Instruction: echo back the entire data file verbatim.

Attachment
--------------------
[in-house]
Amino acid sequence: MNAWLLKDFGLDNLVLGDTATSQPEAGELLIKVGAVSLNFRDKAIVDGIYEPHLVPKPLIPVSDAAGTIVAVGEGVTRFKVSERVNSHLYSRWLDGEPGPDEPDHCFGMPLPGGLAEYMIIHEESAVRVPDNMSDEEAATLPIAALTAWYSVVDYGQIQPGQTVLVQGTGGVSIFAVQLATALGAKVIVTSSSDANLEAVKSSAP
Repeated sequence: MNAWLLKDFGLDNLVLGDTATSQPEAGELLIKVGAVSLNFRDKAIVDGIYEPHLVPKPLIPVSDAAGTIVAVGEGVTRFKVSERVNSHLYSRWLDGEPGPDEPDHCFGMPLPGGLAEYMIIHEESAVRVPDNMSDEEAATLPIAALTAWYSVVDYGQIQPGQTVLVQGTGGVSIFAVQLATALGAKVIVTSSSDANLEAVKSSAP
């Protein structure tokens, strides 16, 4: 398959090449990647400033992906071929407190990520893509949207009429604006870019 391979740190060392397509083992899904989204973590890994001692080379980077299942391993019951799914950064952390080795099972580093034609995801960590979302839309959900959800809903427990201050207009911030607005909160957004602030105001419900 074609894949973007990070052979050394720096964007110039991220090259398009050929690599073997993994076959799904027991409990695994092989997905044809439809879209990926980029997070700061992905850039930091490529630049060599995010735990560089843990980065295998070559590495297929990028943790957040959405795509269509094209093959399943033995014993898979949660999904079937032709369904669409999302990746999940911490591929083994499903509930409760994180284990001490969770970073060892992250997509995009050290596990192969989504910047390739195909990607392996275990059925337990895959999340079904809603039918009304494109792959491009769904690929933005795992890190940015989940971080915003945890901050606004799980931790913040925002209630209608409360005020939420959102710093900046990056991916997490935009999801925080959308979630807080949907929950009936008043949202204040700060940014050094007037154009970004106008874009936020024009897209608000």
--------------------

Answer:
[in-house]
Amino acid sequence: MNAWLLKDFGLDNLVLGDTATSQPEAGELLIKVGAVSLNFRDKAIVDGIYEPHLVPKPLIPVSDAAGTIVAVGEGVTRFKVSERVNSHLYSRWLDGEPGPDEPDHCFGMPLPGGLAEYMIIHEESAVRVPDNMSDEEAATLPIAALTAWYSVVDYGQIQPGQTVLVQGTGGVSIFAVQLATALGAKVIVTSSSDANLEAVKSSAP
Repeated sequence: MNAWLLKDFGLDNLVLGDTATSQPEAGELLIKVGAVSLNFRDKAIVDGIYEPHLVPKPLIPVSDAAGTIVAVGEGVTRFKVSERVNSHLYSRWLDGEPGPDEPDHCFGMPLPGGLAEYMIIHEESAVRVPDNMSDEEAATLPIAALTAWYSVVDYGQIQPGQTVLVQGTGGVSIFAVQLATALGAKVIVTSSSDANLEAVKSSAP
């Protein structure tokens, strides 16, 4: 398959090449990647400033992906071929407190990520893509949207009429604006870019 391979740190060392397509083992899904989204973590890994001692080379980077299942391993019951799914950064952390080795099972580093034609995801960590979302839309959900959800809903427990201050207009911030607005909160957004602030105001419900 074609894949973007990070052979050394720096964007110039991220090259398009050929690599073997993994076959799904027991409990695994092989997905044809439809879209990926980029997070700061992905850039930091490529630049060599995010735990560089843990980065295998070559590495297929990028943790957040959405795509269509094209093959399943033995014993898979949660999904079937032709369904669409999302990746999940911490591929083994499903509930409760994180284990001490969770970073060892992250997509995009050290596990192969989504910047390739195909990607392996275990059925337990895959999340079904809603039918009304494109792959491009769904690929933005795992890190940015989940971080915003945890901050606004799980931790913040925002209630209608409360005020939420959102710093900046990056991916997490935009999801925080959308979630807080949907929950009936008043949202204040700060940014050094007037154009970004106008874009936020024009897209608000």